The “Kochtopus” Death Star, the Goldwater Institute, seamlessly representing the GOP leadership of the Arizona Legislature, is appealing from the dismissal of their case on grounds of lack of standing to sue to block the state of Arizona from expanding Medicaid (AHCCCS), with the intended consequence of taking away medical care to many thousands of Arizonans who now have gained access to health care thanks to “ObamaCare.” Their preferred health care plan for the poor is the Ebeneezer Scrooge Plan: “Perhaps you should die, and decrease the surplus population.” Republican lawmakers fighting against Medicaid program in court:
Republican lawmakers asked the state Court of Appeals Wednesday to give them a chance to prove that hundreds of millions of dollars being used to support an expanded Medicaid program are being collected illegally.
Attorney Christina Sandefur [self-described “libertarian constitutional lawyer and freedom fighter”] told the judges the Arizona Constitution is clear: Any measure that raises taxes or increases revenues can be enacted only with approval of two-thirds of both the state House and Senate.
But last year’s vote to impose the levy on hospitals to finance the program – Gov. Jan Brewer calls an assessment and not a tax – did not get that margin. That, she said, makes it not only illegal but also deprives her lawmakers, who make up more than a third of both chambers, of their constitutional right to block the fee.
Sandefur is making her case to the appellate court because Maricopa County Superior Court Judge Katherine Cooper ruled last year the lawmakers who opposed the tax, who make up more than a third of both the House and Senate, have no right to sue because they had not been injured.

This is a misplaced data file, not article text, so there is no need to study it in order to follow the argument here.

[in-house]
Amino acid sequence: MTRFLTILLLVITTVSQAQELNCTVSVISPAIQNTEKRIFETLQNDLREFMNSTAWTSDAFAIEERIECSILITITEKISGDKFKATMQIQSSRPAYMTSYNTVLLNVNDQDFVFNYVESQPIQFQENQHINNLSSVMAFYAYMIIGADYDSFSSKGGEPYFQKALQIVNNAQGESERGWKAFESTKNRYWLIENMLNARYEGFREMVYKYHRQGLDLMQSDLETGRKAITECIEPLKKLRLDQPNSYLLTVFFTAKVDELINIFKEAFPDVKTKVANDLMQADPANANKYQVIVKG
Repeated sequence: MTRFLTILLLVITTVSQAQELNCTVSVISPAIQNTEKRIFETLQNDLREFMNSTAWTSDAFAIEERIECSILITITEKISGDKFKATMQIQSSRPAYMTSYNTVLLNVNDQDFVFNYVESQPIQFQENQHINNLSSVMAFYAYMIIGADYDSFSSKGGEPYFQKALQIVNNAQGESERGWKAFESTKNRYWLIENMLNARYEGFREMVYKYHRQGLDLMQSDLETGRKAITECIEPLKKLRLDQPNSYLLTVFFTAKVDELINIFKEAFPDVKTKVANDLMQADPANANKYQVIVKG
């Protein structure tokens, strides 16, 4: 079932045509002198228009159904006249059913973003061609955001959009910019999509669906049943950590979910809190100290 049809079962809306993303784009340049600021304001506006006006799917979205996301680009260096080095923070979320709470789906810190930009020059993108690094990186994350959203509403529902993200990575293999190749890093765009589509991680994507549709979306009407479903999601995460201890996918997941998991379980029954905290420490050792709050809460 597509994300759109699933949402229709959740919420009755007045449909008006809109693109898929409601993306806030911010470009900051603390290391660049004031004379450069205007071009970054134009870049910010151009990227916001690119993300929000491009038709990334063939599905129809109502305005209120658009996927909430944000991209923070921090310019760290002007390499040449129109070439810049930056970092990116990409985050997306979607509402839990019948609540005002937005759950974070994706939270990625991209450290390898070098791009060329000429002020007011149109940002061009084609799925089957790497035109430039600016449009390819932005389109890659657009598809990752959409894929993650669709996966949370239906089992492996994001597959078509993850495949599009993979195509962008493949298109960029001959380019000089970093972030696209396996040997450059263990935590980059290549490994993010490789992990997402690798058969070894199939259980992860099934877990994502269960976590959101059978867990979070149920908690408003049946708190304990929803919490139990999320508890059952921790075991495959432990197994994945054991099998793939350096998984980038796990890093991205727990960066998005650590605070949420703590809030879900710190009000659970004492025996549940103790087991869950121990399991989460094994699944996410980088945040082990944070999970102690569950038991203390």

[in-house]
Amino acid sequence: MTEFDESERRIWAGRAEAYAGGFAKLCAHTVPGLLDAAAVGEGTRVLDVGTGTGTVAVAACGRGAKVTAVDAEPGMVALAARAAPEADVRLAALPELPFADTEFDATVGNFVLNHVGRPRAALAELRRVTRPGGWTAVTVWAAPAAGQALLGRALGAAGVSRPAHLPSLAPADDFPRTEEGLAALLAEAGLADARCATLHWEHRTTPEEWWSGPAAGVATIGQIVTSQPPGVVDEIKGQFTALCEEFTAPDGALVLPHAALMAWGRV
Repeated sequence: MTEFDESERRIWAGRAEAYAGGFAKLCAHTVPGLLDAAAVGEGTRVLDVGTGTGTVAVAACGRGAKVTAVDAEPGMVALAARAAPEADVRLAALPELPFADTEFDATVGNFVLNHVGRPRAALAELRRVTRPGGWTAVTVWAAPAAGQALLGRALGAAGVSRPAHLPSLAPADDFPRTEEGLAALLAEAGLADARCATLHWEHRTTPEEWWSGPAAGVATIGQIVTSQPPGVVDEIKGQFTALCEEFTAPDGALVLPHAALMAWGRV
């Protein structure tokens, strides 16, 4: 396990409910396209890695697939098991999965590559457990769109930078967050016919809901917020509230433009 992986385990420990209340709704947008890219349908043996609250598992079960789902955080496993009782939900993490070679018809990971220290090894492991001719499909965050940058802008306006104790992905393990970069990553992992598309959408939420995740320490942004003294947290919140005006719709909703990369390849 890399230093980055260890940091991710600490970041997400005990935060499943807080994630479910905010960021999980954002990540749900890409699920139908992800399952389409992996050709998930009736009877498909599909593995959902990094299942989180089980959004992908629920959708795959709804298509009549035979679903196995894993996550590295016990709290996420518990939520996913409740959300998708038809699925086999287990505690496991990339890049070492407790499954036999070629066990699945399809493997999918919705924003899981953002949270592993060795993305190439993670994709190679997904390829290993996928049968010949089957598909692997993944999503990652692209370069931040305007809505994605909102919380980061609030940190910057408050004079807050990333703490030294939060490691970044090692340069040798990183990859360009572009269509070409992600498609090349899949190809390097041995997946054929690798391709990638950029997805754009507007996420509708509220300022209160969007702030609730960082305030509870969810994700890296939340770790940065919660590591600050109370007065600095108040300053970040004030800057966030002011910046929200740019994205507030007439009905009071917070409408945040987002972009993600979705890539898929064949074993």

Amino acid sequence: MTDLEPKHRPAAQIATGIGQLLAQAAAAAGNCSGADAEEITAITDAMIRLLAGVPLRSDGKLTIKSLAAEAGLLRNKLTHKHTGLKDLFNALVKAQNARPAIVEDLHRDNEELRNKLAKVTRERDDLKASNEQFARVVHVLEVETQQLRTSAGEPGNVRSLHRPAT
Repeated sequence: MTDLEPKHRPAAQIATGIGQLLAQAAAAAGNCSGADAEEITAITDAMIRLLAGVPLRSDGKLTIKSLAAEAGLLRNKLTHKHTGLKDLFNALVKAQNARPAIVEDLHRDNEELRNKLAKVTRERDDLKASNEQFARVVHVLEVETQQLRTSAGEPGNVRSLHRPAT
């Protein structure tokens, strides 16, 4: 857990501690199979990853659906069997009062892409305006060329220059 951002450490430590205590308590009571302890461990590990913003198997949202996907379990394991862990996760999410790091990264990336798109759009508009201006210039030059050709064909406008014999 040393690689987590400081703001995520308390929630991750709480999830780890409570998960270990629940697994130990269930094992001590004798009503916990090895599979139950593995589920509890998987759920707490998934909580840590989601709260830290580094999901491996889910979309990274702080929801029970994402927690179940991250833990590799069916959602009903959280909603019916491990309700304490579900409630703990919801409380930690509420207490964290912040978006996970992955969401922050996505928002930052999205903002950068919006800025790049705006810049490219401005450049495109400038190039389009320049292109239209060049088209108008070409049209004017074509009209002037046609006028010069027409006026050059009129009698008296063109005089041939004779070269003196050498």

Judge Cooper said only those injured by the tax, meaning the hospitals, have standing to challenge it.
Sandefur, a Goldwater Institute lawyer, representing the dissidents, said that’s not true.
“They were injured when the governor signed the illegal tax into law,” she said. Sandefur said their constitutional ability to block the levy was nullified.
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Hanging in the balance is more than the question of whether the tax on hospitals – an estimated $256 million this coming budget year – can be collected and, by extension, whether there is money for Brewer’s Medicaid expansion. There’s also the question of whether a simple majority of lawmakers are free to simply decide that 1992 voter-approved constitutional requirement for a two-thirds vote does not apply, free from being challenged by the minority of lawmakers who otherwise would have been able to block the levy.
That argument, being presented by Brewer attorney Douglas Northup, clearly concerned Judge Peter Swann.
“That would sort of render the entire constitutional amendment toothless,” he said.
“If a simple majority could decide that no supermajority is required, when would a supermajority ever be required?”
But Northup said that’s making an assumption the levy is, in fact, a tax. He said that has never been proven.